Compared to univariate analysis, LASSO penalized regression models take into account all of the explanatory variables included in the analysis simultaneously. It may thus happen that different parameters appear as significantly associated with the phenotype compared to the univariate analysis.

The clinical-pharmacogenetic model for MF included age at diagnosis and time from diagnosis to initiation of levodopa treatment as clinical variables and COMT rs165815, DRD3 rs6280, and BIRC5 rs9904341 as genetic variables. COMT rs165815 has already been shown to protect from visual hallucinations (Redenšek et al., 2019), but has never been associated with MF before. DRD3 rs6280 was consistently identified as a risk factor for MF in the univariate analysis and also in the model building process. BIRC5 rs9904341 was correlated with increased expression at both mRNA and protein levels in cancer cells (Jenko et al., 2016). With its protective role against apoptosis and increased expression it might in fact protect from MF. Besides two clinical parameters that were already included in the clinical-pharmacogenetic model, tobacco smoking was also included in the clinical model. Its contribution seems to be rather small as its regression coefficient is small. Tobacco smoking appeared to be protective against MF. This was expected as previous reports indicate that tobacco smoking protects against PD (Kalia and Lang, 2015).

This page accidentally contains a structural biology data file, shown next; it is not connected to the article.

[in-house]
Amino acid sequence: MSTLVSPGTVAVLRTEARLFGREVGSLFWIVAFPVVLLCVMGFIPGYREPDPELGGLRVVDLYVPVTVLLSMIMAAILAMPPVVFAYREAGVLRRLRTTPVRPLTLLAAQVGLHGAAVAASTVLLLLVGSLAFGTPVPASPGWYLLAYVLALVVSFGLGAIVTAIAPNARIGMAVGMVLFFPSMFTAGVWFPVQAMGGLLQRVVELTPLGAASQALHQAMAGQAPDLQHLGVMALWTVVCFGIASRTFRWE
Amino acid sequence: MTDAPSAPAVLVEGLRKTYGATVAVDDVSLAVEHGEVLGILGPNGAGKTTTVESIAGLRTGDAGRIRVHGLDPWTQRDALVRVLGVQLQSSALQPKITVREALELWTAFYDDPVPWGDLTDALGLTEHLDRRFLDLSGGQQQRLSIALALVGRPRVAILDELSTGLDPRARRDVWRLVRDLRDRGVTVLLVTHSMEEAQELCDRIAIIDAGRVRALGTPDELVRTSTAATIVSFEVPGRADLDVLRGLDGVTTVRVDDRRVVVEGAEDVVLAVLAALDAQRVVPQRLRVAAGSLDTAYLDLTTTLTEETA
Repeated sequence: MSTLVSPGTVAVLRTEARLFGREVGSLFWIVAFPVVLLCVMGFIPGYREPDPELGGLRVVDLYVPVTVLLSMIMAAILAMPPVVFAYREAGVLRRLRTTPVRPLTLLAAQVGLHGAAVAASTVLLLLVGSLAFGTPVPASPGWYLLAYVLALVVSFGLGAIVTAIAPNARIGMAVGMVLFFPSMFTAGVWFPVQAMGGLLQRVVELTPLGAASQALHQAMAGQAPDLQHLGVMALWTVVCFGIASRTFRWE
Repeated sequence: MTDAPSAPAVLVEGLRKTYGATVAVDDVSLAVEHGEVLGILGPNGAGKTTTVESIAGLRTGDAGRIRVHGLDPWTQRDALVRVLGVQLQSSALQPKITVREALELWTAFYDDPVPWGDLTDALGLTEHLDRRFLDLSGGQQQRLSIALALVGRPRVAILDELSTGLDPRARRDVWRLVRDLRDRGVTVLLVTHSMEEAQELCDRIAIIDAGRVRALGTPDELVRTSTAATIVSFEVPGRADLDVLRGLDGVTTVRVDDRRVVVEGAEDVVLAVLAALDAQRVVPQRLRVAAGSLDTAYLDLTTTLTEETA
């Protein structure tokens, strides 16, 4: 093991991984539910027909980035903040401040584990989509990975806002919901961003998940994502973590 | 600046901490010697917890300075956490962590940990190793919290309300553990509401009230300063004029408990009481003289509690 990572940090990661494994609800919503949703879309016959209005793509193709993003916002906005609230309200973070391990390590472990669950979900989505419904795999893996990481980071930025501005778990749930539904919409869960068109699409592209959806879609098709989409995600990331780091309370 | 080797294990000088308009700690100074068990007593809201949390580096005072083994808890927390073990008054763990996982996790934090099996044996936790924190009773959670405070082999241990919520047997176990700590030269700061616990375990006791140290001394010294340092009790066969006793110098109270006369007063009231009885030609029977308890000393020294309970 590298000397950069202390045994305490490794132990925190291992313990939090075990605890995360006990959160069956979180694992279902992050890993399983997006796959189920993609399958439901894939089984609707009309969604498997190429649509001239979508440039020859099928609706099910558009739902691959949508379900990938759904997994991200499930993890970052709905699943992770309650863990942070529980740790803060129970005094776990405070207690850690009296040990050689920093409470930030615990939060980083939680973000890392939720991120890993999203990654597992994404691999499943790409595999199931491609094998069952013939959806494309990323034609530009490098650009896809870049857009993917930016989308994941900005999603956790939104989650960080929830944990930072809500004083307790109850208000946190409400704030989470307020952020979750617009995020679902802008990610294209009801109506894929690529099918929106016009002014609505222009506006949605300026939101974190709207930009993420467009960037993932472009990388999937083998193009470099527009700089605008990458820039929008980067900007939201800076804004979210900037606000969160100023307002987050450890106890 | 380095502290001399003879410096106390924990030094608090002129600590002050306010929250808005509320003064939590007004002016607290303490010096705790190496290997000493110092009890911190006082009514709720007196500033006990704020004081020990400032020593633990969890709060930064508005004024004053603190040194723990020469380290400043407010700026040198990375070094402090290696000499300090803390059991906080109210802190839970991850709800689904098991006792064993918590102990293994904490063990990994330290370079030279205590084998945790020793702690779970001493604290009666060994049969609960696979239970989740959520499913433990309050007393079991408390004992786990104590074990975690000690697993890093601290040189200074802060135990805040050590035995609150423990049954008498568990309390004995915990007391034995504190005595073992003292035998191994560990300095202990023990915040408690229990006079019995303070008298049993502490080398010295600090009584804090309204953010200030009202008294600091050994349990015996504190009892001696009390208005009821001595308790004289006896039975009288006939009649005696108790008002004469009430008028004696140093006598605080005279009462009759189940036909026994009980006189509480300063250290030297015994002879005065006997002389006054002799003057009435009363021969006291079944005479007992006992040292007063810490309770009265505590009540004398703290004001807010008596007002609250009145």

Several explanatory variables appeared to have an important effect on the time to dyskinesia occurrence. The clinical-pharmacogenetic model included sex, age at diagnosis, tremor-predominant PD, beta-blocker use, alcohol consumption, and time from diagnosis to initiation of levodopa treatment as clinical parameters. In concordance with previous reports, females had higher risk for early dyskinesia development (Eusebi et al., 2018). Tremor-predominant PD usually has milder course compared to akinetic-rigid form. According to our results and previous reports, the tremor-predominant form of PD also protects patients against early dyskinesia development (Eusebi et al., 2018). Based on our results alcohol consumption protects against early dyskinesia development and also protects against PD development according to previous reports (Kalia and Lang, 2015). Other clinical factors were already detected in the univariate analysis. Besides three genetic factors identified in the univariate analysis two other genetic factors were also included in the model, i.e., NOS1 rs2293054 and COMT rs165815. NOS1 rs2293054 influences splicing according to the SNP function prediction tool (Xu and Taylor, 2009), which might decrease protein production and thus protect against dyskinesia. COMT rs165815 has also never been associated with dyskinesia, which is similar to the case of MF. However, COMT rs4680 already showed association with this AE (Politi et al., 2018; Redenšek et al., 2018). Clinical model included the same clinical explanatory variables in the equation as the clinical-pharmacogenetic model.